This weekend, MacRumors published photos of a new 14-inch MacBook Pro on display at an Apple Authorised Reseller store.

It was nice to see the device finally ‘in-the-flesh’, and outside of Apple’s marketing skits. But one image in particular caught me a little off guard.

Check out what this laptop looks like when it’s closed:

14-inch MacBook Pro

Image courtesy of MacRumors

That’s a chunky old thing, isn’t it? It reminds me of the old titanium-clad PowerBook G4; a computer that was announced more than 20 years ago.

I love it, though. Finally, we have a MacBook Pro that has dispensed with the highly questionable design strategy that alienated professional users and forced us all into a world of dongles and keyboard replacements.

This is about as close to an admission of error as you’ll get from Apple. Which begs the question: what happened?

The Jony Ive factor

Sir Jonathan Ive is, in my mind, a genius. He’s the reason our smartphones look as they do today. He’s why Apple is such a coveted, aspirational brand. Without Jony, Steve Jobs wouldn’t have made a dent in the universe.

But Jony also has his head wedged firmly up his backside.

The relentless pressure he placed on his team and those beyond the industrial design unit to make devices as thin, port-less, and button-free as possible was incredibly short-sighted. Worse still, it was pretentious.

I’m not a designer. Put me at the helm of the industrial design team, and lord only knows what would (or wouldn’t) appear on stage behind Tim Cook. But I am acutely aware of how universally despised the 2016 generation of MacBooks Pro were.

They sold by the bucketloads, of course, but if you’ve ever entered a meeting room with your MacBook Pro and without your bag of dongles, you’ll know how damn frustrating that laptop is when you suddenly need to use the projector. The same goes for the butterfly keyboard; I didn’t realise how bad that thing was until I tried it again recently – it is hideous.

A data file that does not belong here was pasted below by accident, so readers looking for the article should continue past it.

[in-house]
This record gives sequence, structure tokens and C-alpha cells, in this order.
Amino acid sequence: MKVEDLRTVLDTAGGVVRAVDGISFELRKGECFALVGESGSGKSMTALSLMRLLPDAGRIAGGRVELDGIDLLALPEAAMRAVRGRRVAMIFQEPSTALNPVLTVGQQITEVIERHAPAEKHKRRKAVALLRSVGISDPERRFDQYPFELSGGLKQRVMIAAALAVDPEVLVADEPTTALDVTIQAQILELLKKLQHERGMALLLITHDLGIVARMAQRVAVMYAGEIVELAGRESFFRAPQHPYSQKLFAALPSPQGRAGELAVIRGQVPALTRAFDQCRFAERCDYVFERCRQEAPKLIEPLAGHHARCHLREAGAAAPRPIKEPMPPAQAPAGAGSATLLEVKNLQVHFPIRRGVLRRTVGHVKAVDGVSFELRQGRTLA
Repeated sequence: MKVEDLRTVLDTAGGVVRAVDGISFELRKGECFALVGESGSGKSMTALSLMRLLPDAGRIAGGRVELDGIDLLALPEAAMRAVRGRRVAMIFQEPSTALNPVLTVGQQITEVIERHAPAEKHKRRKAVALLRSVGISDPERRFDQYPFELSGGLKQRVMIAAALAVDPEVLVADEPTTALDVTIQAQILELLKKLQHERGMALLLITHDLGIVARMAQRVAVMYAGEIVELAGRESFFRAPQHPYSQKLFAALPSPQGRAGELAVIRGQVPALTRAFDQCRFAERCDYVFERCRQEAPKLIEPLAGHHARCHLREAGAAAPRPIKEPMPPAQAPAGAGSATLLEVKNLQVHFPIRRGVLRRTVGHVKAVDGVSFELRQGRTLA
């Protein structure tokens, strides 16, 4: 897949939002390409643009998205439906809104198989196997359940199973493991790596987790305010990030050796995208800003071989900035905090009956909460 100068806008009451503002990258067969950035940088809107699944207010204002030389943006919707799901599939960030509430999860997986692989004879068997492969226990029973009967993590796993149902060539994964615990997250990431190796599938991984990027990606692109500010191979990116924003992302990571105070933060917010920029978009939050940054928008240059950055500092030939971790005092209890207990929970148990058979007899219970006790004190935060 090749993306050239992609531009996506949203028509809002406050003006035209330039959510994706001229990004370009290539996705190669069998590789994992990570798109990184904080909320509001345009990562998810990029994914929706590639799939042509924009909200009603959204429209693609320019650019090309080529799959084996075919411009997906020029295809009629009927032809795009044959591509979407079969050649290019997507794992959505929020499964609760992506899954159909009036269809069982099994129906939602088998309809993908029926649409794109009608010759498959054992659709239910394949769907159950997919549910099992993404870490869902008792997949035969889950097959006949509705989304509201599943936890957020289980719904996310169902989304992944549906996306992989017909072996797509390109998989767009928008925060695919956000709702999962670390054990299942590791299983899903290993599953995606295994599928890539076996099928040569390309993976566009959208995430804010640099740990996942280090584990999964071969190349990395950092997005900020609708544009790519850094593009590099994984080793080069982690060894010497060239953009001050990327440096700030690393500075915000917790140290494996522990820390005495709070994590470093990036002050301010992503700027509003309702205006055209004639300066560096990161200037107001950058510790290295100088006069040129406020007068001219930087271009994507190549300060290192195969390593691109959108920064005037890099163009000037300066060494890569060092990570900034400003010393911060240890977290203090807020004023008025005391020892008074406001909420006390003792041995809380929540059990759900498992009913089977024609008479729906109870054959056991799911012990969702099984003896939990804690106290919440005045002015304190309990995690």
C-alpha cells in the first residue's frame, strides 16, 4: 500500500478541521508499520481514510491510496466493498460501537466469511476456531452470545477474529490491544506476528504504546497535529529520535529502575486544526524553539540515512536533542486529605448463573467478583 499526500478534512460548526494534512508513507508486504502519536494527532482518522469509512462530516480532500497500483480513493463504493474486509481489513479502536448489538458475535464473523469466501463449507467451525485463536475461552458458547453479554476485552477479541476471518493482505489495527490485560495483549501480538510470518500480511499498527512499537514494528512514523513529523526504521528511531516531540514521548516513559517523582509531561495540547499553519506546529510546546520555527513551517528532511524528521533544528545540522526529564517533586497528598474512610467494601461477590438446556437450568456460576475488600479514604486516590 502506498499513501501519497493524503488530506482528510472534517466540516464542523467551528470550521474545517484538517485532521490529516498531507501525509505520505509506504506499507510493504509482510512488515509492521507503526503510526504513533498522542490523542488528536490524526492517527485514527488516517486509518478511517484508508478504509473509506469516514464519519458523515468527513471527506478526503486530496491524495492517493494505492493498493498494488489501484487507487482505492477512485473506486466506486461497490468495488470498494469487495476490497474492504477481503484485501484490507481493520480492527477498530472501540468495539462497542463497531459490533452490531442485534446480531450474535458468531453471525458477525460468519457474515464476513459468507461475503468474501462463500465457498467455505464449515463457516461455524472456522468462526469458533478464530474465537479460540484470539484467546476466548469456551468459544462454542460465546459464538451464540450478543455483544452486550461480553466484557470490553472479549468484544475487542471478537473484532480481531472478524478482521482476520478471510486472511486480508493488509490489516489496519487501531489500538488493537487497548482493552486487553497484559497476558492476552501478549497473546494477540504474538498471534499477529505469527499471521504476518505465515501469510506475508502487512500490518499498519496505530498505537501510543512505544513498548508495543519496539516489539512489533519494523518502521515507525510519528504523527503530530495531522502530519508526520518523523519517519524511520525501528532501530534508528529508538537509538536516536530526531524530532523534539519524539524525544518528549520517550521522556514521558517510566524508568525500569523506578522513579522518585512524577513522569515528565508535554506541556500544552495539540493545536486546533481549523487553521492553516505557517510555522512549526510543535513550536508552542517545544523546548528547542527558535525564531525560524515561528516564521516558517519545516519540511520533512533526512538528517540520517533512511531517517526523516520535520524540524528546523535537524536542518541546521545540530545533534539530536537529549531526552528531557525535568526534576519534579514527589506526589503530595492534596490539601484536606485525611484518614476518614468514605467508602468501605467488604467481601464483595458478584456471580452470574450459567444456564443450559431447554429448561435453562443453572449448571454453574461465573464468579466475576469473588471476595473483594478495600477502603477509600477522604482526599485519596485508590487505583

Alas, Jony has gone. And if you consider the timeline of the M1 Pro- and M1 Max-powered MacBook Pro, it’d be fair to assume that it may have been the straw that broke the camel’s back. That’s fine. No hard feelings, mate – but enough was enough.

Why did Apple reverse their decision on EVERYTHING?

An SD card slot. A thicker, heavier design. MagSafe (and barely an evolution of the old version). An HDMI port!

Oh, and then there’s the Touch Bar; it’s gone. Deleted. Consigned to the history books. What an utter waste of time, right? But at least they paid attention to the incessant “I keep hitting the damn thing by accident!” complaints.

Are we dreaming? Is this really the new MacBook Pro?

Virtually everything about the 14-inch and 16-inch MacBooks Pro is an about-turn. It’s a “hands-up, guys – we totally screwed up with the last one, and we’ve been listening to you all. Sorry.” kinda thing.

That last point is perhaps the most satisfying. Beyond the headlines and Apple-bashing from Windows quarters, Apple has clearly been paying very close attention to its professional users. The best example of this is the reappearance of the HDMI port; I have zero use for it these days, but, clearly, there are a great many people out there who are frustrated enough with the lack of it on the current generation to kick up an almighty fuss. That fuss often takes place behind the scenes, and it’s comforting to know that it obviously filters through to Apple’s stakeholders.

Apple is in a very good place at the moment. One year into the full transition to Apple Silicon, it’s clear that the M-series chips will continue to blow the Intel competition out of the water. Admittedly, none of us have got our hands on one yet, but the numbers surrounding the M1 Pro and M1 Max are incredibly impressive; the generational leap in just 12 months has taken everyone by surprise.

But that power, incredible battery life, and Intel-smashing benchmark performance would always have been tainted by an Ive-inspired design strategy. A shit keyboard, an inadequate number of ports, and the infuriating Touch Bar would undo most of the hard work undertaken by the silicon team.

Apple knew this. It’s why they backtracked on everything.

Here’s to a very exciting future for the Mac.

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